Toni Aleo knows how to write a compelling hockey romance novel. By now, that’s not in question. However with her 27 novels across 4 series she’s not a newbie to the genre and is showing readers with each new character that she adds that she can only get better.
Her newest novel ‘Juicy Rebound’ is no exception. Chandler Moon is another swoon-worthy man. He shows that love can conquer all and what can’t be fixed by love can be aided along by a kick in the balls and a broken nose from your girlfriend’s no nonsense taking cousin.
“Girl, I don’t run, but I’d power-walk for a guy with tattoos and a beard.”
It’s also filled with some cracking one liners from said cousin. The eldest daughter of Aleo’s first character, Shea Adler, Shelli.
I was given a free Advanced Reader Copy (ARC) of this book in return for an honest review. Here you’ll find that review.
Chandler Moon was in love. He’d always been in love with her. The trouble was he was in love with the one woman who was off limits. His best friends little sister. Amelia Justice.
Something I love about Toni’s books is that along with a charming, handsome and charismatic lead man comes an equally wonderful female counterpart – with the exception of her first foray into male on male, Two Man Advantage. Amelia Justice is a strong woman. She is her own woman and at times I found myself verbally willing her to not be so stubborn. I got behind the character 100% and I only wanted the best for her, whatever that may be. She’s wilful and determined and knows what she wants and what she doesn’t. Toni writes with a style that is easy to digest but doesn’t shy away from topics some writers may avoid.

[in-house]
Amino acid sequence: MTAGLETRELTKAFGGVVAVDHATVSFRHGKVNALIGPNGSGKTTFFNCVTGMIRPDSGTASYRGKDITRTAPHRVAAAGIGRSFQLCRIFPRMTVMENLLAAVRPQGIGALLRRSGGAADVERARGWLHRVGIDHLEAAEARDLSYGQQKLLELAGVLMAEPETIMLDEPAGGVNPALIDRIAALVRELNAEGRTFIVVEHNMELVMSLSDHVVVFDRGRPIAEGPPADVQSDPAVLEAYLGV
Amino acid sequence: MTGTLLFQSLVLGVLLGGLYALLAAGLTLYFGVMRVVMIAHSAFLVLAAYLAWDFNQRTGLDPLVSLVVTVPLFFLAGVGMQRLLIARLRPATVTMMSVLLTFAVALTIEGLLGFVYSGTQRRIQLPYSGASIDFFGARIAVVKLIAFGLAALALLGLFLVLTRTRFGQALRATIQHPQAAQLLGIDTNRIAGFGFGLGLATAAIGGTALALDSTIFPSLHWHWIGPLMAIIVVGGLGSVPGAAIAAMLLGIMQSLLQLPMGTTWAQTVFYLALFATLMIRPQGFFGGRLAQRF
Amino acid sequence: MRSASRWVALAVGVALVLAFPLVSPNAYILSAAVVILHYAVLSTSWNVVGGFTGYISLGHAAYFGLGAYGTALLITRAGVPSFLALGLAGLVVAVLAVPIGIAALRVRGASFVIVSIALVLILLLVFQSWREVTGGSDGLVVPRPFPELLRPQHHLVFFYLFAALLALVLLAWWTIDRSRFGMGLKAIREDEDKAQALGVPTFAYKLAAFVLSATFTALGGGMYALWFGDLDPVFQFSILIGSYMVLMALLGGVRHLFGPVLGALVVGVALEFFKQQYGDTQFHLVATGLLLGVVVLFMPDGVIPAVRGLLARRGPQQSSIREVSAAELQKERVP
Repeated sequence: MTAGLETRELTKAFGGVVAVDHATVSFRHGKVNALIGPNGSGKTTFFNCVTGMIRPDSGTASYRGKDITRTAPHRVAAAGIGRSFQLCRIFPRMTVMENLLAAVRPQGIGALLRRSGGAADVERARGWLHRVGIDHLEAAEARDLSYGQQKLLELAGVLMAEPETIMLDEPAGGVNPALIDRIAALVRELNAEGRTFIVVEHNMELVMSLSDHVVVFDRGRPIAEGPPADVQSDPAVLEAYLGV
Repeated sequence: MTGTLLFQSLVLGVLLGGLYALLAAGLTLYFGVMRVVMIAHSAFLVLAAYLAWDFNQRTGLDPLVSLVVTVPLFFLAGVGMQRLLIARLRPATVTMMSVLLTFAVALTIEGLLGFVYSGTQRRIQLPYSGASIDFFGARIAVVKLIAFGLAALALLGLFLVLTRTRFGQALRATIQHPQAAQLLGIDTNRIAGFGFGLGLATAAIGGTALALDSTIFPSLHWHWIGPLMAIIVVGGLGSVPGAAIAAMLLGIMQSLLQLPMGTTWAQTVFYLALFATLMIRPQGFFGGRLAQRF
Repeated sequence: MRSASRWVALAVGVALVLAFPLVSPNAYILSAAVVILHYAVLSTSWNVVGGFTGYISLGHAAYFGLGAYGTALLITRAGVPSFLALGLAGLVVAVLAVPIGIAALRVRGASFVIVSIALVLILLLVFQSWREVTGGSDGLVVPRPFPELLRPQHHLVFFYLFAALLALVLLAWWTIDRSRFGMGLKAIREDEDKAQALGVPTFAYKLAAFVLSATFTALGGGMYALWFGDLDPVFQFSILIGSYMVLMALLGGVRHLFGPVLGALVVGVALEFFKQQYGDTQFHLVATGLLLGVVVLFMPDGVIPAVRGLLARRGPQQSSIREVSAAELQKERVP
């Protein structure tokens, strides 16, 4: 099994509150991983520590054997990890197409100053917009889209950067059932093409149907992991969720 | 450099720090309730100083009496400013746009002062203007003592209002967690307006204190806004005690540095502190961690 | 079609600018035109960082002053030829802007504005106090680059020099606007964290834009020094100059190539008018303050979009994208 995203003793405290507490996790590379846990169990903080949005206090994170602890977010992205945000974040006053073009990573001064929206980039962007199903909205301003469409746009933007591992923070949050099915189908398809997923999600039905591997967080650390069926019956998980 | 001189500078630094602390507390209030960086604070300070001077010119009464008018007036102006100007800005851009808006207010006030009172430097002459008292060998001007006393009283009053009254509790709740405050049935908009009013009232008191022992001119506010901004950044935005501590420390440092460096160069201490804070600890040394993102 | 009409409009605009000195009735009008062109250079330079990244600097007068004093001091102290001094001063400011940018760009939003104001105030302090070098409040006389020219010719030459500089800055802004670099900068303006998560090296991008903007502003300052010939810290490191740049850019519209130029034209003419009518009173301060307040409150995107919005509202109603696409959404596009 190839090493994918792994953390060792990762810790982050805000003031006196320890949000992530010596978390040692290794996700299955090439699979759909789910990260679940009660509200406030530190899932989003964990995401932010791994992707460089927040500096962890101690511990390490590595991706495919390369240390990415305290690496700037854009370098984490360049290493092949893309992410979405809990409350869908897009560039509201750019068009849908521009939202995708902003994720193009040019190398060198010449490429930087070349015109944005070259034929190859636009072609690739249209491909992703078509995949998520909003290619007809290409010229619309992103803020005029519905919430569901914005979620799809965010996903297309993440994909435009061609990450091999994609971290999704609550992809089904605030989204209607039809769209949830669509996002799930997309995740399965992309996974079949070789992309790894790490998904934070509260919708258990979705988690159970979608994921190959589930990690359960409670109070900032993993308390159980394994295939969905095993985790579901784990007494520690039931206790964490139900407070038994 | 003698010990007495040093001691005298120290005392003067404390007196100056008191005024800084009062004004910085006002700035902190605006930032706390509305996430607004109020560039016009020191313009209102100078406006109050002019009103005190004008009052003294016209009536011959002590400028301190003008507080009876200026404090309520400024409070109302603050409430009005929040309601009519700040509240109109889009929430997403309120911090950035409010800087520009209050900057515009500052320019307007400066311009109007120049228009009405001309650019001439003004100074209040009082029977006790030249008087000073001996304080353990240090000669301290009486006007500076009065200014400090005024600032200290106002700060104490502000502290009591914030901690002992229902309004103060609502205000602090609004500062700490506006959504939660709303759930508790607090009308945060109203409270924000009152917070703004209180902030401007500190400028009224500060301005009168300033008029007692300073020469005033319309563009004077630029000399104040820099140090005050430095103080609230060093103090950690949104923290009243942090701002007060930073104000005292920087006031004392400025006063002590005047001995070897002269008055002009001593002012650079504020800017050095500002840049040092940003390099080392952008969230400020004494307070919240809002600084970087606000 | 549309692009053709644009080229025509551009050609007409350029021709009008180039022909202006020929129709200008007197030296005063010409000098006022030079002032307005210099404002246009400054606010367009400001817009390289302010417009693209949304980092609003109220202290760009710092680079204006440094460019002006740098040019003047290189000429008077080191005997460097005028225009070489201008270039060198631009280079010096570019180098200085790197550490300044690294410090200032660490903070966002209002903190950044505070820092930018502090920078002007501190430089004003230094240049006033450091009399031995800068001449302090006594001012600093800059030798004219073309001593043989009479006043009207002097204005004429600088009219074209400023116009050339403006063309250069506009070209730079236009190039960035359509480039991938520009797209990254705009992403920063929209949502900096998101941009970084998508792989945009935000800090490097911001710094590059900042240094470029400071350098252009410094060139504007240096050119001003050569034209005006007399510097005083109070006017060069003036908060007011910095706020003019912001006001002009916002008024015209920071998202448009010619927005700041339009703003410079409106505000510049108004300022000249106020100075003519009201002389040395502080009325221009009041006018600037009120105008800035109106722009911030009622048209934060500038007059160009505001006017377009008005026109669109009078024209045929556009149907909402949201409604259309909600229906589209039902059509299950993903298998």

I simply couldn’t put it down. I read both this novel and her prequel ‘How we fell in love’ in the same day. Both made me laugh out loud and sob into my hanky in equal measure. Ms. Aleo knows how to take her readers on an emotional roller-coaster and boy does this book do that, by touching on her own experiences it makes the story and the characters so realistic that you truly forget that it’s a work of fiction. It touches on domestic violence, alcoholism and drug addiction, the pain of losing a loved one to cancer and everything else that comes with that kind of a situation. To those who are affected by any of the above topics, I implore you to read this book still, it’s touching and sweet and as with all of Ms. Aleo’s books, it all comes good in the end.